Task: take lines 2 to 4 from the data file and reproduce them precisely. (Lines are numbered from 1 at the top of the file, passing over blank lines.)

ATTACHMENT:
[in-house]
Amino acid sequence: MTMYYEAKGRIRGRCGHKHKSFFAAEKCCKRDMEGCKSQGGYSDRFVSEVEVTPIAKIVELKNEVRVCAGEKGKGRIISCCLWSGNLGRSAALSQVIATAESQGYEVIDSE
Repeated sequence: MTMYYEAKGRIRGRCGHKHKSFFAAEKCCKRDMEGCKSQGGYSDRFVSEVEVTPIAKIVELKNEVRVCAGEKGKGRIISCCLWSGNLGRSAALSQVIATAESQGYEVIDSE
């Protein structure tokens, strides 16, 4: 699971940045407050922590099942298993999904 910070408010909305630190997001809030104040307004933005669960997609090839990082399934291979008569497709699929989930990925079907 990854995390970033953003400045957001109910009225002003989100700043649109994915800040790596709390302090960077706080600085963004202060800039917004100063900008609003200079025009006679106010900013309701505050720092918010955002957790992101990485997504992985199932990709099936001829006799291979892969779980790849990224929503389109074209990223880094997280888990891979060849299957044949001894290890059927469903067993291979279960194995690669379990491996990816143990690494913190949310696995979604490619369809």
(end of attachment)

Amino acid sequence: MTMYYEAKGRIRGRCGHKHKSFFAAEKCCKRDMEGCKSQGGYSDRFVSEVEVTPIAKIVELKNEVRVCAGEKGKGRIISCCLWSGNLGRSAALSQVIATAESQGYEVIDSE
Repeated sequence: MTMYYEAKGRIRGRCGHKHKSFFAAEKCCKRDMEGCKSQGGYSDRFVSEVEVTPIAKIVELKNEVRVCAGEKGKGRIISCCLWSGNLGRSAALSQVIATAESQGYEVIDSE
């Protein structure tokens, strides 16, 4: 699971940045407050922590099942298993999904 910070408010909305630190997001809030104040307004933005669960997609090839990082399934291979008569497709699929989930990925079907 990854995390970033953003400045957001109910009225002003989100700043649109994915800040790596709390302090960077706080600085963004202060800039917004100063900008609003200079025009006679106010900013309701505050720092918010955002957790992101990485997504992985199932990709099936001829006799291979892969779980790849990224929503389109074209990223880094997280888990891979060849299957044949001894290890059927469903067993291979279960194995690669379990491996990816143990690494913190949310696995979604490619369809």